More information about Laos is available on the Laos Page and from other Department of State publications and other sources listed at the end of this fact sheet.
The United States established full diplomatic relations with Laos in 1955, following its full independence from France in 1954. Within a few years, Laos entered into civil war, and the United States supported the country’s royal government. For nearly a decade beginning in 1964, Laos was subjected to heavy U.S. bombing as part of the wider war in Indochina. Following the change of regimes in Vietnam and Cambodia in 1975, a communist government also came to power in Laos. The government aligned itself with Vietnam and the Soviet bloc, implementing one-party rule and a command economy. U.S.-Lao relations deteriorated after 1975, and U.S. representation was downgraded. After the collapse of the Soviet Union, Laos sought to improve relations with other countries. Full U.S.-Lao diplomatic relations were restored in 1992. In July 2012, Secretary of State Hillary Clinton visited Laos, marking the first visit by a Secretary of State since 1955.
Accounting for American personnel missing in Laos and clearing unexploded ordnance (UXO) from the war were the initial focuses of the post-war bilateral relationship. Since that time the relationship has broadened to include cooperation on a range of issues including counter-narcotics, health, child nutrition, environmental sustainability, trade liberalization, and English language training. This expansion in cooperation has accelerated since 2009, with the launch of the Lower Mekong Initiative (LMI), which serves as a platform to address complex, transnational development and policy changes in the Lower Mekong sub-region. The United States and Laos share a commitment to ensuring a prosperous and sustainable future for the Mekong sub-region.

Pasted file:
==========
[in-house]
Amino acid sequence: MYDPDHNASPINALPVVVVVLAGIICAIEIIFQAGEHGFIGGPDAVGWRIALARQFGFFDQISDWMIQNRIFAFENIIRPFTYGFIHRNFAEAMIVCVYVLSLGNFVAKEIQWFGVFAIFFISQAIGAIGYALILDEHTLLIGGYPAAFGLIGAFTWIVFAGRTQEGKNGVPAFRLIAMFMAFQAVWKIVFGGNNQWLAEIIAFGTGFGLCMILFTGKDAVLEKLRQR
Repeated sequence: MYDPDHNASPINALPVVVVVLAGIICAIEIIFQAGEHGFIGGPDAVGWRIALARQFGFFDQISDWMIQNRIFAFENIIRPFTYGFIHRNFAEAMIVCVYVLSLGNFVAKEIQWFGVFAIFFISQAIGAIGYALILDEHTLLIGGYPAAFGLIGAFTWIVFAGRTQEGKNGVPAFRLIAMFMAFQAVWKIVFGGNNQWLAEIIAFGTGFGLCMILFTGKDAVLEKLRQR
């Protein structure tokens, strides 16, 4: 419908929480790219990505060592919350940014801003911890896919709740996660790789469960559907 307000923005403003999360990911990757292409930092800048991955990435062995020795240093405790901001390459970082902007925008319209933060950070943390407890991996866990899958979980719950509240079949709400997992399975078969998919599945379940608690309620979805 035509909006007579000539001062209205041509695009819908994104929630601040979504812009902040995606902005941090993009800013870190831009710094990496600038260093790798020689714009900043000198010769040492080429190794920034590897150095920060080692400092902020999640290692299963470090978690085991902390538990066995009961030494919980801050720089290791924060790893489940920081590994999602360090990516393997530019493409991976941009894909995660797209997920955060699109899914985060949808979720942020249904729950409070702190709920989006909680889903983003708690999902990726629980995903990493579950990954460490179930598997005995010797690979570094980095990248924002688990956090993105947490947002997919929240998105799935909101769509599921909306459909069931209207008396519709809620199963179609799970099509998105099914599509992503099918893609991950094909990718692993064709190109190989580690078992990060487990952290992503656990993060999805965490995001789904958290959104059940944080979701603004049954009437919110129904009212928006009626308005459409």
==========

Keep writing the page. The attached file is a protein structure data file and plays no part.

U.S. Assistance to Laos
Though still under one-party communist rule, Laos' economy is now essentially a free market system building upon the 1986 introduction of some economic reforms. The overarching policy goals for U.S. assistance to Laos are to help the country meet its development goals, improve governance and the rule of law, and increase its capacity to integrate fully within the Association for Southeast Asian Nations (ASEAN) and the global economy.
A large part of U.S. bilateral assistance to Laos is devoted to improving health and child nutrition. The United States also helps improve trade policy in Laos, promotes sustainable development and biodiversity conservation, and works to strengthen the criminal justice system and law enforcement. The United States has provided significant support for clearance of UXO from the war, particularly cluster munitions, as well as for risk education and victims’ assistance.
Bilateral Economic Relations
U.S. exports to Laos include diamonds, metals, aircraft, vehicles, and agricultural products. U.S. imports from Laos include apparel, inorganic chemicals, agricultural products, and jewelry. Laos acceded to the World Trade Organization (WTO) in 2013 and will join the ASEAN Economic Community (AEC). Both of these processes require trade and regulatory reforms, which should make the investment climate more attractive to U.S. companies. WTO and AEC requirements also reinforce fuller implementation of the conditions of the 2005 U.S.-Laos bilateral trade agreement. The United States and Laos have a bilateral investment agreement and have signed a civil aviation agreement.
Laos's Membership in International Organizations
Laos and the United States belong to a number of the same international organizations, including the United Nations, ASEAN Regional Forum, International Monetary Fund, World Trade Organization, and World Bank.
The U.S. Ambassador to Laos is Daniel A. Clune; other principal embassy officials are listed in the Department's Key Officers List.
Laos maintains an embassy in the United States at 2222 S Street NW, Washington, DC 20008 (tel: 202-332-6416).
More information about Laos is available from the Department of State and other sources, some of which are listed here:
Department of State Laos Country Page
Department of State Key Officers List
CIA World Factbook Laos Page
U.S. Embassy: Laos
USAID Laos Page
History of U.S. Relations With Laos
Human Rights Reports
International Religious Freedom Reports
Trafficking in Persons Reports
Narcotics Control Reports
Investment Climate Statements
Office of the U.S. Trade Representative Countries Page
U.S. Census Bureau Foreign Trade Statistics
Library of Congress Country Studies
Travel and Business Information